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Real estate record and builders' guide: v. 59, no. 1518: April 17, 1897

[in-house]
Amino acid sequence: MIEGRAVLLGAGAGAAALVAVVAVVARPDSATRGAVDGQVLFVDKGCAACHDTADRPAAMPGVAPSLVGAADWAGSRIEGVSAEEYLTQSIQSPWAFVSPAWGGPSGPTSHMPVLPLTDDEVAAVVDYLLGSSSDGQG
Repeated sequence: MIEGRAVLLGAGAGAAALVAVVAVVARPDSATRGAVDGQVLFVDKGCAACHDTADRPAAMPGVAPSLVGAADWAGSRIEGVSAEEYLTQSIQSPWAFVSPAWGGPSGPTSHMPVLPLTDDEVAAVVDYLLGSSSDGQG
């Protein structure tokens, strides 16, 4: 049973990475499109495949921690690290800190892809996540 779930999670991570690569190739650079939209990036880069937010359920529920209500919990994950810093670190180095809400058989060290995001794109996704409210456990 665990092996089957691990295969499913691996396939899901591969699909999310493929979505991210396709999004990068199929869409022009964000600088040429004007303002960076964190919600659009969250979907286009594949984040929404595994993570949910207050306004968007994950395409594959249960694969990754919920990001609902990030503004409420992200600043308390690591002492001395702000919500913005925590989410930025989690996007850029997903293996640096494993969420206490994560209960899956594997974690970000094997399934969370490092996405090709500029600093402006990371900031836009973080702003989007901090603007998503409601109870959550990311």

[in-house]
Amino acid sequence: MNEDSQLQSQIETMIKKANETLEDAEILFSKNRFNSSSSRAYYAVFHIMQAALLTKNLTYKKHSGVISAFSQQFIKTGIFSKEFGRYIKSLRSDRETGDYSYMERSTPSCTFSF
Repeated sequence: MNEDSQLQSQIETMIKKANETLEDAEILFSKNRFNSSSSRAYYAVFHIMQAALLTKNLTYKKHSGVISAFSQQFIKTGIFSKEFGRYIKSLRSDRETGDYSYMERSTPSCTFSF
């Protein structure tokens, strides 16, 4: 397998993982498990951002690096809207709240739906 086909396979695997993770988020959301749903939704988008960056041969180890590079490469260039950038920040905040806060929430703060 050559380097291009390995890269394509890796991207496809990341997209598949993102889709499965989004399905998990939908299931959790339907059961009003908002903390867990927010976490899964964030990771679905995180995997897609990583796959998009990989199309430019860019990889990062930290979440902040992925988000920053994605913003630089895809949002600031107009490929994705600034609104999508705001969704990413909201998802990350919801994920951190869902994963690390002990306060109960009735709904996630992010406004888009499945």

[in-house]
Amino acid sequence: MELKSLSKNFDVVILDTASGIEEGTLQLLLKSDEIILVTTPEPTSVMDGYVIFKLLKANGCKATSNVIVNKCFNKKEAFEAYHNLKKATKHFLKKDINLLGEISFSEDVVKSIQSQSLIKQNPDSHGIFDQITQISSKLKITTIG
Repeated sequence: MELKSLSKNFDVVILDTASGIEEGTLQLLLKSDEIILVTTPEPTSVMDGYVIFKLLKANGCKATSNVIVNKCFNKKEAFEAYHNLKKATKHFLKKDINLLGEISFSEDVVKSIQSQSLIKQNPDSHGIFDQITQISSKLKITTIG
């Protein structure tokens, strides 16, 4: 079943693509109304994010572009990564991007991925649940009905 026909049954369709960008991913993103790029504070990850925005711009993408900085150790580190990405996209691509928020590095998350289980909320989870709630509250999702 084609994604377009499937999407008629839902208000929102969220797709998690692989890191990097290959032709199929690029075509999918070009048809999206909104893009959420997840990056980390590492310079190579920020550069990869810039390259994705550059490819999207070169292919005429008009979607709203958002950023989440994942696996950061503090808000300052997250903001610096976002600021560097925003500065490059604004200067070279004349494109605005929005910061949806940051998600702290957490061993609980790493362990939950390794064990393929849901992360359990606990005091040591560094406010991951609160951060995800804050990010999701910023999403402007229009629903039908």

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ecord and Guiae 643 ____-J^ _^ , ^ ESTABLISHED-^ H,ABf;Hfil*i^l8S8. Dented 1° R.E^L ESTAJZ.BmLOIfib Afi,ClfITECTUI^E .HoUSnfOLD DEGCHiATlMj,! .Birsiiiess ajId Themes of GeiIei^VIi^terp*!.. '^^ PftlC£, PER YEAR, IN ADVANCE, SIX DOLLARS. Published every Saturday. Tklkphohb, _ . . . . Cortlandt 1370 Communloationa should he addreased to C, W. SWEET, 14-16 Vesey Street. J T. LINDSEY, Business Manager. "Entered al the Post-offiee al New Yorlc, N. Y., as secotidrctass mailer.' Vol. LIX. APRIL 17, 1897. No. 1,518 About S^ilo,(lull.mill new buildings liave been planned tor so far this year. Have you obtained your share of it? Do you know o! the many other large jobs now bielne prepared, and of the hundi'eds of customers in your line who are about lo come into market Cor materials? You can obtain this informa¬ tion daily from lbe F. W. Dodge Co. (Inc.), 310 Cth avenue, southeast corner Ctb avenue and 20th street. NOT only is there little or 110 lioiiie (Icnidiid for stocks, but the stock mai-tet is also sutterinjj from the trouble abroad in South At'ricau mitiiog: issxies, to which we refer iu the sric- ceediug paragraph. Europe has all the week been a seller iu this niarkefc and thi.s accounts for much of the weakness wc have seen of late, es])ecially iu Reading, Atchison, Louisville and other stocks which are traded in on both sides of the Atlantic. Liist Spriug the London leaders in Kaffirs were lai'ge.speculative buyers of Americans, and now that Kaitirs are getting panicky attain they are- probably throwing over tlieir Aniericaos, for which there is a market, though a email one, to support the T^aflirs, for which there is practically none. In fact, our market is inore depressed by what is occurring abrotid than by events at home. The latter are ratlier f txvorablo to quotations than other¬ wise. If business is du!I. it is sound ; railroad men have been encouraged by the decisions of its managers to keep the Joint Traffic Association together pending a decision by the Supreme Court of the United States; we have heard (he worst of the flood news and the time is near when railroad earnings will compare favorably with those of last year, the terrors of the coming political campaign having sent their shadows far ahead of the dates for the nominations. It was about this time last year that business began to shiink up and it continued that pro¬ cess until the free silver candidate got the cold shoulder from New York in the following August, and commerce confldence. Believing that the business of the country is continuing the process of building up, we think any liquidation forced hy the circumstances ot the moment will aft'ord another good oppor¬ tunity for buying, with hope for good proflt in (he near futnre. ACCORDING to all appearances another big slump in Kaffirs is coming. The correspondent at Johannesburg of The Ji(itni«))i.(s/(Loudon) gives a very gloomy picture of the condition of the Band gold mining industry generally and of the Biirnato enterprise especially. For the first he predicts, that being unable longer t.i s(em tbe tide of mis-government and taxation, the crisis will arrive at the end of this year at the latest. Referring to the second, he says the Cousolidated lu- ve.ftnient Cotupany is in a distinctly bad position; that it is coinpk'teij' wrajiped up with the mining industry and especially with tlic llarnato grouij of mines; (hat it advanced over X1,0()0,(>00 to these mines, most of whicli are shut down or are working at -i hw-s. Tlie coi'respondent further adds that the Compiiiiy and Uarnato himself are the victims of the policy of the lioer government. The political oouditiou in the Transvaal and especially at Johannesburg as described by this correspon¬ dent is as forbidding as the financial, or more so. The publica¬ tion of this letter has had a good deal to do with the reports now eirculating in London regarding Barnato's financial condition. The Loudon market, in the entire absence of outside support, cauuot take any large amount of mining shares without ntter demoralization of quotations; perhaps not at all, eonsidei'ing the delicate and dangerous condition of pol i tic b iu South Africa. London, Paris, Amsterdam and Berlin markets are all interested in tho outcome and are also, of course, with other European markets, very sensitive to movements on the Turko-Grecian frontier, where there are all the elements for a big explosion unless disinterested powers can avert the tiring of tbe train, ii^ncouraged by the shouts of the foolish, Greece has got herself into a pretty mess, from which ouly the Great Powers cau extii- cate her, and tbis will now probably ouly be done after she has sult'ercd souicwliat at Turkey's hands and is ready to give bonds for her good behavior in the future. Under the influences of these two matters of great importance, both iu their nature de¬ pressing, a renewal of speculation is impossible and ti curtail¬ ment of general busiuess most highly probable. GOVERNOR BLACK having consented to give ahearingon tbe Charter for the Greater New York before deciding whether he will sign it or not, a vrayj strong and representative delegation, in which the Real Estate Exchange, we arc glad to say, will take a very prominent and honorable part, will go from this city to urge him to withhold his signatute in the interest of good government and the right of the people to decide upon the form of government tbey shall have. Tbe Governor cannot be blind to the fact that New York City as a whole is utterly op¬ posed to this cliarter, even if he may be justified in doubting whether it is opposed to consolidation altogether, aa we ou the ground kuow it to be, The charter has been condemned on one ground or another by every non political association represent¬ ing the thought, intelligence, industry and wealth of the com¬ munity, ami we raay take it that these associations are most thoroughly representative of the city. The manner of the pas¬ sage of the act containing tlu' charter, the throwing in tbe face of a protesting community a known reverse of its wishes, is per¬ haps the most obj(;ctionable and dangerous thing about the whole matter. It is trttnipling free goveinment underfoot in the most wanton and disgraceful manner. This, themostimpor- taiit bill that wiis ever before the Legislature of theState of New York, was passed practically without debate oi' the observances of any of the ordinary restrictions devised to prevent unwise and hasty legislation, and with studied disregard of the opinion openly and clearly expressed of the community most affected. The action of the Legislature upon this bill forms about as un¬ desirable a precedent as can be fouud in all parliamentary his¬ tory since tbe day of popular government. If this bill becomes law it will be going back to the days of edicts and nominal use¬ less franchises with a vengeance. No doubt the opponents of the Charter will make a thorough case before tbe Governor and will not fail to point out among the many objections to it the injury that is being attempted to be done to free institutions through it. The Charter has been examined from many points of view aud from every oue of them fouud defective and calculated to produeeinjury in as many particular directions. Two members of the drafting commission, Mayor Strong and Mr. Low, could uot as honorable men allow it to go to the Legislature without calling attention to several quite radical defects, aud the errors and dangers discovered since are legion. Now it is a question whether the Governor of tiiis State will join forces with those who would force this condemned and despised instrument upon the -people of this city, despite their respectful, intelligent, specific objections. Surely not. — ■ THK newspapers lat<'ly have referred frequently to the com¬ mercial prosperity which the chief European countries are enjoying, particularly Great Britain and Germany. One day the figures we read relate to the increase of Eugiish exports and imports aud the next to the marvelous strides which the Teutonic manufacturer is makiug in the markets of the world, Tlie affairs of both tbese nations sharply contrast with our own, which are become so stagnant and deplorably out of joint that even the most hopeful believers iu the vitality of this country find it difficult to preserve the old optimism which in the past bas been one of our happiest possessions. It is notable that tha talk oue hears now everywhere as to ways and means to bring about an improYement in our condition runseutii'ely to political remedies. Dependence is put wholly upou legislative action, as though Congress were the heart of the nation and prosperity solely a statutory affair. Last Fall the cry was that the new administration would carry good times into Washington with tbe baggage and other personal effects of the incoming govern¬ ment, and now confidence is pinned upou the Dingley biU. By- aud-byitwill be something else—anything but tiie effort of seventy millions of peoide dealing with the national resources of a continent. It is useless to go into the endless controversy ahout Protection and Free Trade, A theoretical determination of the question is apparently impossible, but a certain amount of practical msdom on the subject may be derived from experi¬ ence. For instance, regard the present commercial prosperity of Great Britain and Gei'many. In the one case it has beeu obtained with a free trade policy, in the other under protection. Anyone is free to maintain, of course, that either of these nations might be better off thau it actually ie witb an opposite commercial polity, but the fact stands that both are well to do, both progress uuder opposite regimes. The lesson app.irently is that neither Free Trade nor Protection bas quite the force which is theoretically ascribed to one aud the other. Under either, if steadily adhered to, people may become industrially gieat. The real evil {which tho aff'airs of this country exem¬ plify} is a shifting, uucertaip policy pei-iodically reyoUitioniziug